Warming twice as fast as the rest of our world, the Arctic region has become a climate change hotspot. Given the profound ramifications for ecosystems and societies across the region and worldwide, the rapid (from an Earth history perspective) warming taking place in the Arctic has scientists, governments, environmentalists and public interest groups concerned, as well as focused on trying to better monitor and understand the environmental changes taking place, and develop sustainable development plans based on climate change mitigation and adaptation.
A warming Arctic also has oil and gas companies chomping at the bit to delve the depths of Arctic seas and continental land masses in their never ending search for the next giant or super giant oil and gas reservoir. Shell, in particular, has been especially determined in its Arctic oil and gas exploration efforts, spending some $4.5 billion and counting to obtain the rights and government permits necessary to carry out exploratory drilling programs in the Arctic.
What Shell and other oil and gas industry businesses see as a potential economic bonanza, other see as one of, if not the biggest, existential threats to the sustainability of ecosystems and societies worldwide. Enacting international fossil fuel reduction targets to curb carbon emissions and limit global warming to the 2º Celsius tipping point determined by the world's leading climate scientists would mean that 60 to 80 percent of coal, oil and natural gas reserves of 200 public fossil fuel companies would have to be left in the ground, according to a study conducted by the Carbon Tracker Initiative and London School of Economics' climate change researchers.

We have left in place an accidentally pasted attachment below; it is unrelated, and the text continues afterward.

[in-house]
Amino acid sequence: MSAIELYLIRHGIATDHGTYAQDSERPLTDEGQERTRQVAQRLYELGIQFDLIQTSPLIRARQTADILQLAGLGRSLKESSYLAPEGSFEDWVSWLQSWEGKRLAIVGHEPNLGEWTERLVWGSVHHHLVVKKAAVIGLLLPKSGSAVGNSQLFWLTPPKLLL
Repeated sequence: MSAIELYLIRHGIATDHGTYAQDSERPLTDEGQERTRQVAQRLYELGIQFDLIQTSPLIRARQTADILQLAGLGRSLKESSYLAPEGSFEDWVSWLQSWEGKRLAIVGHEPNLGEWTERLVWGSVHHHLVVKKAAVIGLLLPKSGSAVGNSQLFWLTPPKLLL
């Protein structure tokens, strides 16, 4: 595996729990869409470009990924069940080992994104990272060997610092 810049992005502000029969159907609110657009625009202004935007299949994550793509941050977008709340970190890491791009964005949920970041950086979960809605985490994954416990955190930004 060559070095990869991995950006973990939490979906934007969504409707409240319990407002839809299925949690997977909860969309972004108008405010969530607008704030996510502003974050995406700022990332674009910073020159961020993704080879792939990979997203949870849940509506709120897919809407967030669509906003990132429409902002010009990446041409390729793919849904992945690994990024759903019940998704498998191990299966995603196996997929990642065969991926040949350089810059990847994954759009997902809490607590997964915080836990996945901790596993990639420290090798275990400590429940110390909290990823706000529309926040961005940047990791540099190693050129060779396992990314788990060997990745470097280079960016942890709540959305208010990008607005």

Averting an Arctic climate change "Death Spiral"
Burning what already exists in terms of proven and oil and gas reserves will all but certainly lock in a warming in global mean temperatures and bring on potentially devastating results, the international community of climate scientists has informed us.
There's little doubt realization of such a scenario would result in destruction and death on a large scale. Reducing such an occurrence down to dollars and cents, researchers at Cambridge and Erasmus University calculated that the cost of a 50-gigatonne release of methane from melting Arctic region permafrost would cost the global economy as much as $60 trillion over coming decades.
Looking to thwart Shell's ongoing efforts to explore for oil and gas in the Arctic, Greenpeace has launched “Save the Arctic,” an online campaign to lobby local, national and international leaders to declare the region around the North Pole a global sanctuary, off limits to offshore drilling for oil and gas and other destructive, extractive industry.
“In the last 30 years, we've lost as much as three-quarters of the floating sea ice cover at the top of the world. The volume of that sea ice measured by satellites in the summer, when it reaches its smallest, has shrunk so fast that scientists say it’s now in a ‘death spiral’,” Greenpeace states on the Save the Arctic website.
“For over 800,000 years, ice has been a permanent feature of the Arctic ocean. It’s melting because of our use of dirty fossil fuel energy, and in the near future it could be ice free for the first time since humans walked the Earth. This would be not only devastating for the people, polar bears, narwhals, walruses and other species that live there - but for the rest of us too."
Global Warming is Real has done, and continues to do, a good deal of reporting on climate change and the Arctic. You can check out our most recent content here, as well as search our archives or click on the associated content links following each article for more.
Featured image credit: U.S. Geological Survey, courtesy flickr